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User Manuals revisited - Part 1: 'nonreaders' are actually right!


 

...we have entered a vicious circle of — they are badly written because nobody reads them, and nobody reads them because they  are badly written

I have been meaning to write this piece for a long time as my frustration with user manuals has grown stronger and stronger. The source of this frustration is not simply knowing that most people never read manuals unless they are forced to do so when things go wrong. And even then, 64% of people and 24% of women (according to a study by Gadget Helpline based on 75,000 calls) decide to call a help center instead of opening the useless book. Wait a moment, did I just say useless? That's right! That is the reason I am often so angry with user manuals — they are, in most cases, BADLY written! Smart products, smart solutions and ... SILLY manuals. And very few people seem to care apparently — there is me and one more guy living in the mountains in North Carolina...:-) 

 

  ...we have entered a vicious circle of — they are badly written because nobody reads them, and nobody reads them because they  are badly written

 

Seriously, though, there are a few people who do care and if you google "why people don't read manuals," you can find a bunch of more or less insightful articles written by ... technical writers. The conclusion you may draw from all these articles is that we have entered a vicious circle of — they are badly written because nobody reads them, and nobody reads them because they are badly written. Could that be the whole explanation? I think not. I'd rather look at it more broadly and hope to show you how to get out of this awful circle to the benefit of all.

 

...just because we don't need much help to start using an iPhone doesn't mean we will immediately know all the super functions it holds!

 

When things go wrong, we naturally look for somebody or something to blame. I will start with blaming the "intuitive" approach to technology. How many times have you heard it in your life — it's easy, very intuitive. I remember first hearing it from a friend of mine, who was an IT specialist, setting up my very first desktop computer — can't remember exactly what program he referred to but he said I would do fine as it was very intuitive. It wasn't to me, far from it! How could I say anything, though, when it was "easy and intuitive" and I like to think of myself as rather smart and knowledgeable? Am I the only one trapped in this "intuitive" business - not sure how to do it but won't ask/check since it's SO easy? Probably not. That is not to say here that wonderful, easy-to-use products are wrong. Just the opposite — I love Apple (who doesn't?) for their simplicity. However, just because we don't need much help to start using an iPhone doesn't mean we will immediately know all the super functions it holds! [Did you know switching your iPhone into airplane mode lets you charge it twice as fast? I didn't and it saves a lot of time when travelling.] Thank God Apple understood it and offers its manuals online and in the products now. "Intuitive" technology is one reason behind our non-reading approach to manuals.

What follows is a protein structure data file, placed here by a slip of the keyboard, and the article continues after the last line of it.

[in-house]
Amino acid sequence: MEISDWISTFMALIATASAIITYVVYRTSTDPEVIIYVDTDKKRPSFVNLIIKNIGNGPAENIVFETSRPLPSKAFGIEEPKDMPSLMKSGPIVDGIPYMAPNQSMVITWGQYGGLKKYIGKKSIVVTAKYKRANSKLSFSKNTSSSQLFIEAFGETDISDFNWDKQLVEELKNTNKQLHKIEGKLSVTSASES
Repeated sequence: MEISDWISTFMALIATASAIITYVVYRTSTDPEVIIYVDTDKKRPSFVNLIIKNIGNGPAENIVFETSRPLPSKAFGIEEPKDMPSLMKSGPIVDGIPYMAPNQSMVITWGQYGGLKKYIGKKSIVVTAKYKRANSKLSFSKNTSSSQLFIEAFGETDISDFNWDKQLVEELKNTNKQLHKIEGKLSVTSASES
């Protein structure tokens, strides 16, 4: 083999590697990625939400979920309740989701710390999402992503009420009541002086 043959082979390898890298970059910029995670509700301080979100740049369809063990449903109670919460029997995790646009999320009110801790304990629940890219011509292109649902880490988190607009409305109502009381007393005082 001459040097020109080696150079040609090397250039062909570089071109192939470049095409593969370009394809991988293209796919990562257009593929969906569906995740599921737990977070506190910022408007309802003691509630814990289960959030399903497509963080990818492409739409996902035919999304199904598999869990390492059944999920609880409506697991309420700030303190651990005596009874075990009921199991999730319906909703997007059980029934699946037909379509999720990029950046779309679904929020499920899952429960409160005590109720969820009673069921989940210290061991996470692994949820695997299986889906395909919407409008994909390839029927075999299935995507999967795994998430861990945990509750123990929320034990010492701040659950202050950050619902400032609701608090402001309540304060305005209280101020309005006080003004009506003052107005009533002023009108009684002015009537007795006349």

Now, on to another, quite obvious, reason for our global manual fail — fossilization. If you stop reading for a moment and imagine your parents' TV and your TV today, your parents' phone and your phone today, your parents' typewriter and your computer today ... things have changed, haven’t they? Well, have a look at these two below. Does anything strike you?
I don't know about you but it seems to me little has changed in the user manual business over the years: drawings, arrows, step by step instructions... Like the world hasn't moved forward! It's truly quite amazing that some areas of business can be left behind to such a large extent. Companies seem reconciled with this vicious circle and keep producing user manuals in the form of a book(let) where consumer goods are presented in a dull A-to-Z manner with little or no attention to what users may actually need. In reality, we get 50 or more pages, pretty often in a few languages, of almost uniform text where vital information is simply buried.

 

... nobody uses it. What a waste!


With so much effort and money spent on developing smart products, I find it difficult to understand how one of the easiest and most direct communication channels with end users is neglected that much. And it costs money, too! A manual is developed, somebody translates it, usually into several languages, it is printed, burnt on CDs, packed, and ... nobody uses it. What a waste!

Frustrated I am, then, being one of very few people who read manuals when it's not part of their job (it only sometimes is for me). Well, actually, I don't know anybody else who does, so it's only me. Every new product I buy, be it an iPad or a toaster, I start with a user manual — I read the "before you start" section and skim the rest, paying special attention to maintenance guidelines. As you can see, I do speak from experience and I don't agree with the dawn of manuals. I am ready to accept the dawn of manuals we have known so far, but new ideas are coming and I will share some of them with you quite soon.

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